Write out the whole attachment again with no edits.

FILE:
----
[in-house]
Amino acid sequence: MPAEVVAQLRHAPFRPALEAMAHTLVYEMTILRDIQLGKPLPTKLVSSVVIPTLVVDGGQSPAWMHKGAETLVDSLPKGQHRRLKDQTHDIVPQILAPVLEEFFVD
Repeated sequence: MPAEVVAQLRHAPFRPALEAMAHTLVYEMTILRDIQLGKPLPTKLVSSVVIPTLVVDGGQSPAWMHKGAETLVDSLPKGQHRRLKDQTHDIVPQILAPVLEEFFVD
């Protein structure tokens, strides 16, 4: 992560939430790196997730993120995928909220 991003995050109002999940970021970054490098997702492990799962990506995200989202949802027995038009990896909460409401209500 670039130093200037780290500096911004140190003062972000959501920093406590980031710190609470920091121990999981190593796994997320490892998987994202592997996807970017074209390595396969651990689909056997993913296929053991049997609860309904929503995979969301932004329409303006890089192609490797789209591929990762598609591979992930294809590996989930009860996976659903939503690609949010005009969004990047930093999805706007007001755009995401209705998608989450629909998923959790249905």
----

[in-house]
Amino acid sequence: MPAEVVAQLRHAPFRPALEAMAHTLVYEMTILRDIQLGKPLPTKLVSSVVIPTLVVDGGQSPAWMHKGAETLVDSLPKGQHRRLKDQTHDIVPQILAPVLEEFFVD
Repeated sequence: MPAEVVAQLRHAPFRPALEAMAHTLVYEMTILRDIQLGKPLPTKLVSSVVIPTLVVDGGQSPAWMHKGAETLVDSLPKGQHRRLKDQTHDIVPQILAPVLEEFFVD
């Protein structure tokens, strides 16, 4: 992560939430790196997730993120995928909220 991003995050109002999940970021970054490098997702492990799962990506995200989202949802027995038009990896909460409401209500 670039130093200037780290500096911004140190003062972000959501920093406590980031710190609470920091121990999981190593796994997320490892998987994202592997996807970017074209390595396969651990689909056997993913296929053991049997609860309904929503995979969301932004329409303006890089192609490797789209591929990762598609591979992930294809590996989930009860996976659903939503690609949010005009969004990047930093999805706007007001755009995401209705998608989450629909998923959790249905």